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Did Bankruptcy Reform Cause Mortgage Default to Rise?

  • Wenli Li
  • Michelle J. White
  • Ning Zhu
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This paper argues that the U.S. bankruptcy reform of 2005 played an important role in the mortgage crisis and the current recession. When debtors file for bankruptcy, credit card debt and other types of debt are discharged--thus loosening debtors' budget constraints. Homeowners in financial distress can therefore use bankruptcy to avoid losing their homes, since filing allows them to shift funds from paying other debts to paying their mortgages. But a major reform of U.S. bankruptcy law in 2005 raised the cost of filing and reduced the amount of debt that is discharged. We argue that an unintended consequence of the reform was to cause mortgage default rates to rise. We estimate a hazard model to test whether the 2005 bankruptcy reform caused mortgage defaults to rise, using a large dataset of individual mortgages. Our major result is that prime and subprime mortgage default rates rose by 23% and 14%, respectively, after bankruptcy reform. We also use difference-in-difference to examine the effects of three provisions of bankruptcy reform that particularly harmed homeowners with high incomes and/or high assets and find that their default rates rose even more. Overall, we calculate that bankruptcy reform caused the mortgage default rate to rise by one percentage point even before the start of the financial crisis, suggesting that the reform increased the severity of the crisis when it came.

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File URL: http://www.nber.org/papers/w15968.pdf
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Paper provided by National Bureau of Economic Research, Inc in its series NBER Working Papers with number 15968.

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Date of creation: May 2010
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Publication status: published as "Did Bankruptcy Reform Cause Mortgage Defaults to Rise?" with Wenli Li and Ning Zhu. NBER working paper 15968. Published in American Economic Journal: Economic Policy, 2011.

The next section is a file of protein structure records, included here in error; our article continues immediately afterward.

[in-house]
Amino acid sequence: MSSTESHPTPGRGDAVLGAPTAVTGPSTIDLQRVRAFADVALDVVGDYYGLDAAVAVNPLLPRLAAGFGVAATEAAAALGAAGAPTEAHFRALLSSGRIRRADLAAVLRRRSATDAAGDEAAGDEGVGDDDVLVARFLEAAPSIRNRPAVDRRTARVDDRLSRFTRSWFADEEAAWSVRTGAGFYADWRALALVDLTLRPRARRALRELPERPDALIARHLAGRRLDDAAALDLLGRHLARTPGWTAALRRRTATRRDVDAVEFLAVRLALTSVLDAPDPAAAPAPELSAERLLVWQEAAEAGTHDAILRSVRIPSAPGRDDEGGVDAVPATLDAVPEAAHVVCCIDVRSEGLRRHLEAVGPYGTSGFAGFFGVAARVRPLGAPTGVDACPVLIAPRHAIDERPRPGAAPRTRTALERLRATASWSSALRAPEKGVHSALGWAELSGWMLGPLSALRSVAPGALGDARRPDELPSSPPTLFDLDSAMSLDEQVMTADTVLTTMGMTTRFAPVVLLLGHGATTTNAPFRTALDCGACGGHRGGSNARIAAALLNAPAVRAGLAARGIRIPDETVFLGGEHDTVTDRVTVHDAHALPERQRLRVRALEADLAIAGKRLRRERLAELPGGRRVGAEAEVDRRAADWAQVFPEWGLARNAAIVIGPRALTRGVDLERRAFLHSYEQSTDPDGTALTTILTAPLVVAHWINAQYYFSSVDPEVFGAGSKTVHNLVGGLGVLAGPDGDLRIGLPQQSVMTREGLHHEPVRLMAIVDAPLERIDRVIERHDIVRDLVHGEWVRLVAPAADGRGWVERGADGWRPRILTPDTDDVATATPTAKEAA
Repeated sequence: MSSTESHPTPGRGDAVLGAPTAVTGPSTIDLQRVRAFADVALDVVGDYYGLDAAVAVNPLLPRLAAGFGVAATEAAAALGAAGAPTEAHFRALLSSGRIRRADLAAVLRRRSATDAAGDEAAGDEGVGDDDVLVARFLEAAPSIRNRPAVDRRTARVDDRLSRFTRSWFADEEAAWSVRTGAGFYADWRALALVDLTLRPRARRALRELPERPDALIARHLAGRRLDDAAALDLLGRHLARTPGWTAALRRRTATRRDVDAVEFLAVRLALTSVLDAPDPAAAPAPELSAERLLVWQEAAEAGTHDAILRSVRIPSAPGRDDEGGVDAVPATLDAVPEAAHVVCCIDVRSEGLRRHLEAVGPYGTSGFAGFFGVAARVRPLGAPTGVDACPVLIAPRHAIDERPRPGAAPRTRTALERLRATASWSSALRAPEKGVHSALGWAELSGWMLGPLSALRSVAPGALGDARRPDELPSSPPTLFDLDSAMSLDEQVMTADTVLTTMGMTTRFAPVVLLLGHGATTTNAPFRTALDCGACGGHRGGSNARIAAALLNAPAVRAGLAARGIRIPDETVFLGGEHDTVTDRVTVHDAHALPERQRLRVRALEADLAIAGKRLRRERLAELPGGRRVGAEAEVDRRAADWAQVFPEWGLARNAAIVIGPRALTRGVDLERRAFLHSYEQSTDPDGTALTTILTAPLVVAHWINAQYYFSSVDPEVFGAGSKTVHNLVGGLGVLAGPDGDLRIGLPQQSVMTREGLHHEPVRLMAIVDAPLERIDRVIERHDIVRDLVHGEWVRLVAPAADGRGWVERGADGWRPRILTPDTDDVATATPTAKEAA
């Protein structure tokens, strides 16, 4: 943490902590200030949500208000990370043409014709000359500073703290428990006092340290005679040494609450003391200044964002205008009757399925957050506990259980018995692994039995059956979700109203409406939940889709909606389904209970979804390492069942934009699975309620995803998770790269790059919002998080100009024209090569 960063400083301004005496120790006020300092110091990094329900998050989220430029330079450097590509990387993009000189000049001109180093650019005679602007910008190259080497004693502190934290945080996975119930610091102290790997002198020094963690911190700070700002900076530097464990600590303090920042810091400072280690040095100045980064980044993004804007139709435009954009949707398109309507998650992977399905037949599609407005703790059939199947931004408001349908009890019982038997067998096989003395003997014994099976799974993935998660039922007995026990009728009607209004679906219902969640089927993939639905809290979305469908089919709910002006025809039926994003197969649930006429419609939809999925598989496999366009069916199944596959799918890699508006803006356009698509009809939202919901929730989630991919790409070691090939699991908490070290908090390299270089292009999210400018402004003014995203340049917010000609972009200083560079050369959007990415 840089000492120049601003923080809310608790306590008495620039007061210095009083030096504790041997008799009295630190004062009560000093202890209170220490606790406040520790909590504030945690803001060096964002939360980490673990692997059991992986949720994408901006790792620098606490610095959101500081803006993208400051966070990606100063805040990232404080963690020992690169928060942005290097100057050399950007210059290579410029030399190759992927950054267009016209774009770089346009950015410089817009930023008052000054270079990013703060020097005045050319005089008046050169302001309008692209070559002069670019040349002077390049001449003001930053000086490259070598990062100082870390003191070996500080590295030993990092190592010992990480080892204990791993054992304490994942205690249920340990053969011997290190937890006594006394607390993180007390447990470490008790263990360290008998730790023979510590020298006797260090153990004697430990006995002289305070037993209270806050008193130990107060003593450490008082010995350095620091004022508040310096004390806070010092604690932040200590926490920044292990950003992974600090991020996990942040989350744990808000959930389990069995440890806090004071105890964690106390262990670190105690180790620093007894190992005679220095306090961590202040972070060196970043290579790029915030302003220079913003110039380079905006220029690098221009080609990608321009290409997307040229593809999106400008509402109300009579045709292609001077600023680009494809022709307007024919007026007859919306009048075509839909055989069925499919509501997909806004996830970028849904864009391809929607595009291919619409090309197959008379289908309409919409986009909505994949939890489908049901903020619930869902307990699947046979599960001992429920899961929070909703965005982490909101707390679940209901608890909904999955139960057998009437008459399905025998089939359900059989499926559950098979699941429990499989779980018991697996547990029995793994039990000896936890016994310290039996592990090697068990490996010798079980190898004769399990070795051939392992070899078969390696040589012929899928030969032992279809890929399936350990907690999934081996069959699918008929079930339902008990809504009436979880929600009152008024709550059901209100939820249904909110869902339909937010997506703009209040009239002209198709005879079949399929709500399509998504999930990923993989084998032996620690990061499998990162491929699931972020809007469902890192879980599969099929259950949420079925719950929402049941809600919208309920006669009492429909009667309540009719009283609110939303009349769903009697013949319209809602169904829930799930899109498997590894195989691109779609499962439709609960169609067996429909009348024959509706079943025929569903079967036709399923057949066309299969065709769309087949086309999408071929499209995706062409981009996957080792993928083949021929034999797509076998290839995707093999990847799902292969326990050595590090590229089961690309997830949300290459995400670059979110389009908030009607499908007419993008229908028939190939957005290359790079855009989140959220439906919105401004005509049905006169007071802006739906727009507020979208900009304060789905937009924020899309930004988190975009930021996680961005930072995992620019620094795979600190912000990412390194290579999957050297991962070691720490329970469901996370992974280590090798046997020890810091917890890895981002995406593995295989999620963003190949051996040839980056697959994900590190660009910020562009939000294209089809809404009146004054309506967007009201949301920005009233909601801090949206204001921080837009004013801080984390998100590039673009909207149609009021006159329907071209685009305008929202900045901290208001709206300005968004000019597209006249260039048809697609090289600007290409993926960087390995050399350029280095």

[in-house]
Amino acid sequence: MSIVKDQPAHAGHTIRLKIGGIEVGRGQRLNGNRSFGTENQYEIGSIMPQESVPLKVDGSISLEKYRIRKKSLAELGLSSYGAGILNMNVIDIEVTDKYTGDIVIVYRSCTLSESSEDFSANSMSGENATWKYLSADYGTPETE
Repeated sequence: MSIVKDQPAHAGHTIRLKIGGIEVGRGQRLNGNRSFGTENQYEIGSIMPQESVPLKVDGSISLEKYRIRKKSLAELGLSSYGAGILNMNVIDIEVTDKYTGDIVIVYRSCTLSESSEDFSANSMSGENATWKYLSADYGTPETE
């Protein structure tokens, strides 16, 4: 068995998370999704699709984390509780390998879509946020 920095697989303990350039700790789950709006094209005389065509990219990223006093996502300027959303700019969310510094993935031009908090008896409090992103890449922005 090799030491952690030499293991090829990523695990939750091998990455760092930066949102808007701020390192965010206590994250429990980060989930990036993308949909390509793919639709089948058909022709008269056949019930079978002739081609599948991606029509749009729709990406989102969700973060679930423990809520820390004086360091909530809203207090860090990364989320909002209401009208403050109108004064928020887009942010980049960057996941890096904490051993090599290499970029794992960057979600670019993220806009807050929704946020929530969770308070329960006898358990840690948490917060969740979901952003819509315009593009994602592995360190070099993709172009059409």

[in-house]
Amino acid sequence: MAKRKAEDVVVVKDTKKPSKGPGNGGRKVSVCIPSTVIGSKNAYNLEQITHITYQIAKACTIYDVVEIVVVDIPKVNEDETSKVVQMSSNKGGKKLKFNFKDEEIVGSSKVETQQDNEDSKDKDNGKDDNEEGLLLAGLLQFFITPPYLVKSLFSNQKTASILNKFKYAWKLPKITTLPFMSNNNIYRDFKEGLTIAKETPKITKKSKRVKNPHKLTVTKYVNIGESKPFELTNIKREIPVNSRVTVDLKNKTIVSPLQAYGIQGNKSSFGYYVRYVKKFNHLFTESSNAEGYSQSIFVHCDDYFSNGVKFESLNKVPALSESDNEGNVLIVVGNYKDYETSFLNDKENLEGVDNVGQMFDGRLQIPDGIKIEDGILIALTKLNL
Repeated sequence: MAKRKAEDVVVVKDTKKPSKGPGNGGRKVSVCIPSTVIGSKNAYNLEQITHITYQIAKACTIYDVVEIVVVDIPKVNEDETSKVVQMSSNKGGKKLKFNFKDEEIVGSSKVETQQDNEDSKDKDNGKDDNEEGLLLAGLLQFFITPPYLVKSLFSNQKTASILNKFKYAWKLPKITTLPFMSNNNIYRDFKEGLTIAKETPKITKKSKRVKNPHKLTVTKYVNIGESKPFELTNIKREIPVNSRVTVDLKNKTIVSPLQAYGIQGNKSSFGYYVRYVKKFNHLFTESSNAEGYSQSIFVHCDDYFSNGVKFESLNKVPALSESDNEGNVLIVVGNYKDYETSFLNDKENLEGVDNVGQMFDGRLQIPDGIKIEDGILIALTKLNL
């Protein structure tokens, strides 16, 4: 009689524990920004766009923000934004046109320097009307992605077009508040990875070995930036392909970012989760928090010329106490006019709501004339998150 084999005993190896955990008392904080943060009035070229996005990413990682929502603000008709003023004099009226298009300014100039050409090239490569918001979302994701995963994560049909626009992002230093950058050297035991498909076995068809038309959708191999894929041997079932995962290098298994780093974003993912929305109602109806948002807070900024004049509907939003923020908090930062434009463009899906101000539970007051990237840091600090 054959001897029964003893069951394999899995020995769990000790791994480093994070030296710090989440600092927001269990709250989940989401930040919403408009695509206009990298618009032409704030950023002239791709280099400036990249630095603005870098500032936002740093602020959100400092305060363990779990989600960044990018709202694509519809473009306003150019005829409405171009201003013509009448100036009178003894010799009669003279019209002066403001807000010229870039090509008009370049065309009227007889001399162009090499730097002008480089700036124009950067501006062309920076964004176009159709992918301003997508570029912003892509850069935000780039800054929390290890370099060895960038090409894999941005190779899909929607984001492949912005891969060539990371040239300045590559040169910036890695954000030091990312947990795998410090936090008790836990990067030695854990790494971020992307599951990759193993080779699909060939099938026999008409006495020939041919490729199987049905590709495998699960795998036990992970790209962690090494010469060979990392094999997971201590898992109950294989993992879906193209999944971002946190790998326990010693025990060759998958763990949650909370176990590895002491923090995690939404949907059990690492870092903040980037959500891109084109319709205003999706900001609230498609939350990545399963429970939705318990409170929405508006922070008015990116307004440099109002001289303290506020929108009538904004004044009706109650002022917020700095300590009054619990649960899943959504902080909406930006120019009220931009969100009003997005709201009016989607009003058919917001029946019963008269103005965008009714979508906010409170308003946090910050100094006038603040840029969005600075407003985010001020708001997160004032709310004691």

Handle: RePEc:nbr:nberwo:15968
Note: LE
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  1. Michelle J. White & Ning Zhu, 2010. "Saving Your Home in Chapter 13 Bankruptcy," The Journal of Legal Studies, University of Chicago Press, vol. 39(1), pages 33-61, 01.
  2. Michelle J. White, 2007. "Bankruptcy Reform and Credit Cards," Journal of Economic Perspectives, American Economic Association, vol. 21(4), pages 175-200, Fall.
  3. Ronel Elul & Nicholas S. Souleles & Souphala Chomsisengphet & Dennis Glennon & Robert Hunt, 2010. "What "Triggers" Mortgage Default?," American Economic Review, American Economic Association, vol. 100(2), pages 490-94, May.
  4. Ai, Chunrong & Norton, Edward C., 2003. "Interaction terms in logit and probit models," Economics Letters, Elsevier, vol. 80(1), pages 123-129, July.
  5. Christopher J. Mayer & Karen Pence, 2008. "Subprime Mortgages: What, Where, and to Whom?," NBER Working Papers 14083, National Bureau of Economic Research, Inc.
  6. Wenli Li & Michelle J. White, 2009. "Mortgage Default, Foreclosure, and Bankruptcy," NBER Working Papers 15472, National Bureau of Economic Research, Inc.
  7. Benjamin J. Keys & Tanmoy Mukherjee & Amit Seru & Vikrant Vig, 2010. "Did Securitization Lead to Lax Screening? Evidence from Subprime Loans," The Quarterly Journal of Economics, MIT Press, vol. 125(1), pages 307-362, February.
  8. Michelle J. White, 2007. "Bankruptcy Reform and Credit Cards," NBER Working Papers 13265, National Bureau of Economic Research, Inc.
  9. Manuel Adelino & Kristopher Gerardi & Paul S. Willen, 2009. "Why don't lenders renegotiate more home mortgages? redefaults, self-cures, and securitization," Working Paper 2009-17, Federal Reserve Bank of Atlanta.
  10. Berkowitz, Jeremy & Hynes, Richard, 1999. "Bankruptcy Exemptions and the Market for Mortgage Loans," Journal of Law and Economics, University of Chicago Press, vol. 42(2), pages 809-30, October.
  11. Kiefer, Nicholas M, 1988. "Economic Duration Data and Hazard Functions," Journal of Economic Literature, American Economic Association, vol. 26(2), pages 646-79, June.
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